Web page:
Napoleon at the NGV – Imagination Rules the World

Men in replicas of historic French military uniforms, illuminated signs and, one of the greatest Mercedes Benz cars ever were all present while scenes from the French Revolution, the Battle of Ratisbon, the beheading of Marie Antoinette and the opulence of the Palace of Versailles were being projected onto the exterior walls of the National Gallery of Victoria (NGV). They greeted the guests arriving for the opening night celebration of the NGV Winter Masterpiece Exhibition 2012 Napoleon: Revolution to Empire of which I was fortunately one.

The illuminated projection, complete with sound effects and music, was an exciting first on the huge bare walls of the gallery that face the very busy St Kilda Road. They hope to use them again for more such sound and light displays in the future. It certainly added to the empirical ambiance.

It was a great privilege to be there and to hear the witty and wonderful speech full of pathos and humour delivered by His Excellency Mr. Stéphane Romatet, Ambassador of France to Australia. He only arrived in Australia last November and if his speech was anything to go by, he will certainly build on the already fine and historic relationship Australia has with France and most especially Victoria, which at one stage of its early development was actually named Terre Napoléon.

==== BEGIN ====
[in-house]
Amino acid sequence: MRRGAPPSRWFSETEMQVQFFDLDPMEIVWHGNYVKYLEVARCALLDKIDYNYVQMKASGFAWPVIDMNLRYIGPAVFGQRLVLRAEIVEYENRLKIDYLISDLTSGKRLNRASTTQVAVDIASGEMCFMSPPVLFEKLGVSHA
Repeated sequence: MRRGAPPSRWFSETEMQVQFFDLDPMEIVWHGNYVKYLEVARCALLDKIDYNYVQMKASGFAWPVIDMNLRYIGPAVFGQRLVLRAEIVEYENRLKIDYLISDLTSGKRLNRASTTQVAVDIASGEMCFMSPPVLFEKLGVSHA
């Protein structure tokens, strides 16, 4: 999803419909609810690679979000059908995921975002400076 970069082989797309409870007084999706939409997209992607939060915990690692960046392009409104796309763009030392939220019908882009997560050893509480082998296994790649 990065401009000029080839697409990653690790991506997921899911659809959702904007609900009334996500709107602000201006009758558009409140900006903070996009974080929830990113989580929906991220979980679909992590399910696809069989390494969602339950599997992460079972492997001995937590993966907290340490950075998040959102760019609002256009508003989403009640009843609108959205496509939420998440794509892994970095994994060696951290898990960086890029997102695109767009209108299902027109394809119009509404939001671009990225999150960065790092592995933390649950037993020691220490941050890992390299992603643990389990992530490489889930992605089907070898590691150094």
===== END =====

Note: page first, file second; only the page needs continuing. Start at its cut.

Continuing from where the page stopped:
This was also the opening of the retiring show for NGV Director Gerard Vaughan. His premiership of 12 years saw significant changes at the Gallery, including transformation of the iconic gallery keeping intact its two much loved features, the giant glass water wall, resplendent with a golden wreath encircled “N” last night, and the coloured stained glazed ceiling of the great hall. It was Vaughan who also brought about the debut of Victoria’s Winter Masterpieces, bringing blockbuster exhibitions such as this one to Australia. This was a fitting tribute to his vision and he leaves behind a wonderful legacy for the incoming Director Tony Ellwood.

Joseph Coteau (enameller) French 1740 - 1801 Skeleton Clock Revolutionary Period 1789 - 1799 Gilt and Enamelled Bronze (chased) marble. Fondation Napoléon Paris

The crowd were mostly playing it safe in suits and black frocks, which is the understated Melbourne way. Vaughan looked very happy when he announced at the end of the speeches, that the Lord Mayor and the Council of Melbourne had pledged to sponsor the costs of late night openings for the show – keeping it open for 24 hours on the days of the final weekend.

The Fondation Napoléon at Paris lent a great many of the items on show, along with the Château de Versailles and Château de Malmaison, Josephine and Napoleon’s home outside Paris. There are paintings, drawings, sculpture, furniture, textiles, porcelain, glass, jewellery, clocks, boxes and armour and all around you the passion for the arts, sciences, literature and the couples interest in Australia is clearly evident.

Fondation Napoléon President Victor-André Masséna, Prince d’Essling was there and complimented the efficient and dedicated team of curatorial and administrative staff at the NGV, acknowledging they were a wonderful group to work with over the five years this exhibition has been in the making.